Having been raised by a pair of hypochondriacs, it's probably not a big surprise that I have some morbid fascination with disease. I also worked at a hospital for 18 year, as well as spending some time in infectious disease research. At the recent book event featuring Stephen King, JK Rowling and John Irving, somebody asked Stephen King who he read these days that scared him. He sort of avoided the subject, noting that as you age what scares you changes. Absolutely right, Stephen, and he ought to know. The older we get the more boring our fears, probably. No ghosts and goblins and monsters under my bed. Instead I fear cancer and disease and losing my mind and depression and disability and dying alone and not being able to make my bills and my marriage dissolving and what might happen to my kids and...

I've started working on a possible proposal for a medical thriller. I'm still finishing up the third Derek Stillwater novel, ANGELS FALLING (almost done!) and I've been thinking about the fourth, which is due in about 15 months, but the pressure to play with this one idea... and as I've started it I've realized just how personal it is, how it involves Alzheimer's patients...

Well, Doctor, should I take the chair or the couch?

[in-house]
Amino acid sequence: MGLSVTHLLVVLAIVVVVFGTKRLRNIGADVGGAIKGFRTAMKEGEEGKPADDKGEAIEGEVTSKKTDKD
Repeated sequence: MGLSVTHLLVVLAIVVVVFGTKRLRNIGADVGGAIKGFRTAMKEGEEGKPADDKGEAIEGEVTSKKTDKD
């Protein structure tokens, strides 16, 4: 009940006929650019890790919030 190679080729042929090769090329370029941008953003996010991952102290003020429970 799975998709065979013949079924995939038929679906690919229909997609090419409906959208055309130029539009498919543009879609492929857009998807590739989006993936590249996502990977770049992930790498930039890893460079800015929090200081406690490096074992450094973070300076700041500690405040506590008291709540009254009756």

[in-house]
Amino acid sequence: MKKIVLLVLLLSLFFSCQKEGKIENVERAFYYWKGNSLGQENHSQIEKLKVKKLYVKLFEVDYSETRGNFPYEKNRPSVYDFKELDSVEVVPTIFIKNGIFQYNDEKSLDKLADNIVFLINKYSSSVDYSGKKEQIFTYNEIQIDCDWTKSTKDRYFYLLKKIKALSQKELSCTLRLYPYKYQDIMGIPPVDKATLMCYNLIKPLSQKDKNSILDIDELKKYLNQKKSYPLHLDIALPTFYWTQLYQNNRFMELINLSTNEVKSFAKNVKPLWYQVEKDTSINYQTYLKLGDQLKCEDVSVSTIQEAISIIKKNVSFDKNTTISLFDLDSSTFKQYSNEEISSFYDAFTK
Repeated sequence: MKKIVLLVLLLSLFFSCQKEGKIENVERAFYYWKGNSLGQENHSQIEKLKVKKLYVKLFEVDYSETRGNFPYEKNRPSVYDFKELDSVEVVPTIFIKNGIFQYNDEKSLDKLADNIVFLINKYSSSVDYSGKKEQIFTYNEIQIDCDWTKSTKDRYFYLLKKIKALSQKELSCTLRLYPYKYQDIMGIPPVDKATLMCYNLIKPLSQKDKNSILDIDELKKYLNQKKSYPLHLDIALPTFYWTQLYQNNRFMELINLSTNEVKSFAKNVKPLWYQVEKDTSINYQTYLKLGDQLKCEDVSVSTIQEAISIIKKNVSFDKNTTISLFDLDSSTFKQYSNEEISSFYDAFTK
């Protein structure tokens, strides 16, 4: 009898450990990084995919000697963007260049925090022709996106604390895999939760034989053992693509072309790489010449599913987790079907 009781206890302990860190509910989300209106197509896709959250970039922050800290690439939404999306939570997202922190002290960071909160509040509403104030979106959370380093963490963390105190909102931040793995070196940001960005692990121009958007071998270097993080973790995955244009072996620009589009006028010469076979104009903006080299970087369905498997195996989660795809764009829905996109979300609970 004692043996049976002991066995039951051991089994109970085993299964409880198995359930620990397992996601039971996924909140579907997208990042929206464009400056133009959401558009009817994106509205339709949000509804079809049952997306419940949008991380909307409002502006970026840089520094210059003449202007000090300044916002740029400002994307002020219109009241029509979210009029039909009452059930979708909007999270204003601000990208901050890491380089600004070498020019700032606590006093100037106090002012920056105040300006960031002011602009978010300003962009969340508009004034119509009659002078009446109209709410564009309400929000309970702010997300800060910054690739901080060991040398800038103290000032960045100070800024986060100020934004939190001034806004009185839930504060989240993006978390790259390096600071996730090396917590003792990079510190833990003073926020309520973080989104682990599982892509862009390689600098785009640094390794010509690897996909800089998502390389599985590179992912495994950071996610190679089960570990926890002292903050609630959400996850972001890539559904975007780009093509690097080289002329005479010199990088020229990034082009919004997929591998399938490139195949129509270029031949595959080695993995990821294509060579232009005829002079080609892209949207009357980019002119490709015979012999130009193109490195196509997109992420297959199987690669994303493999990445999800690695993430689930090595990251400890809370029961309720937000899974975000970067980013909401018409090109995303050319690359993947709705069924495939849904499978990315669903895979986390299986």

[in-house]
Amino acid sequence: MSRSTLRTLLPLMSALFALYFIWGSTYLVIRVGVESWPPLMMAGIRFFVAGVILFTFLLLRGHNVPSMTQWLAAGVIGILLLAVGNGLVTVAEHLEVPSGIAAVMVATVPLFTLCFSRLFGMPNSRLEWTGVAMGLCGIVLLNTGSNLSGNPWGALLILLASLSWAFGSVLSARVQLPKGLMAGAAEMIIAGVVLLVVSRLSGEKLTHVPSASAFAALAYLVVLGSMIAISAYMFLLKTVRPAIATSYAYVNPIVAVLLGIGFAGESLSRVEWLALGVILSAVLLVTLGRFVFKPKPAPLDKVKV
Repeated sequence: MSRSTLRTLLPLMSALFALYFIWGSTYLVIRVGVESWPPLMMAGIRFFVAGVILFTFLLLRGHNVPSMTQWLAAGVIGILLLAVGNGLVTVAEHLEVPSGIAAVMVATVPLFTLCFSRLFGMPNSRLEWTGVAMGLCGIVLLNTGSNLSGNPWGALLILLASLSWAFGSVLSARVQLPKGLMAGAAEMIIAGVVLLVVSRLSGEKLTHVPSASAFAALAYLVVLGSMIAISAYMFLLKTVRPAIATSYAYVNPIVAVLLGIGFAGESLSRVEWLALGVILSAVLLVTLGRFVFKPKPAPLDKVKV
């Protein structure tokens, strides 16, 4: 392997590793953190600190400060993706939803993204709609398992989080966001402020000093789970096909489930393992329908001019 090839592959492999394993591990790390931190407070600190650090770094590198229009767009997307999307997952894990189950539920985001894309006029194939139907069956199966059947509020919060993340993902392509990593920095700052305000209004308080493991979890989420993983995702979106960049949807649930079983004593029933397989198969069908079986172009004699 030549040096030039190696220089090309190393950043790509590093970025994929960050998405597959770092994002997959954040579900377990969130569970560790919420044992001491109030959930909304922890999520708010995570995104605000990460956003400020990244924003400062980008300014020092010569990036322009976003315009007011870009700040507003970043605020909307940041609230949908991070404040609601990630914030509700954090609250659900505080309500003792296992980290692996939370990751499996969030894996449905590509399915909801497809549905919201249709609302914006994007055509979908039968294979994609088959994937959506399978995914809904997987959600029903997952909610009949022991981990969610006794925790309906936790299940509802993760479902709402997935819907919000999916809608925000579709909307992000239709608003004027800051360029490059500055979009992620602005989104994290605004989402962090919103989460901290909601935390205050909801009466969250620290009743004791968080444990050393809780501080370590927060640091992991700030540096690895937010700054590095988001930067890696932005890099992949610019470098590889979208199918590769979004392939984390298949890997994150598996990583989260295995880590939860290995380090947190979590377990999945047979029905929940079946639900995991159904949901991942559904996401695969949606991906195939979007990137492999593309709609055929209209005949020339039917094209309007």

Of course, what you fear may not be all that obvious to you. It may, in fact, appear in your books whether you want them to or not. JK Rowling created the characters of the Dementors, dark-robed creatures that feed on your feelings, leaving you with your worst emotions and thoughts of the most horrible thing that happened in your life, able to give you a "Dementor's kiss," which will literally suck out your soul. I don't know if Jo Rowling consciously was describing a physical manifestation of clinical depression, but she nailed it. Writing novels can, for better or worse, be akin to visiting a shrink.

Last writing advice: Take a vacation, have a Margarita, get laid.

You may not get published, but at least you'll be relaxed and with a smile on your face.

Best,
Mark Terry

8 Comments:

Anonymous ADTS Writes said...

Great advice all around.

8:21 AM  
Anonymous Eric Mayer said...

If I wrote what I knew I wouldn't have much to write about. I'd be writing the sort of literary novel someone once described as "nothing much happens to characters you don't care about." Obviously, in writing mysteries set in the sixth century Roman Empire I'm writing about something that interests me.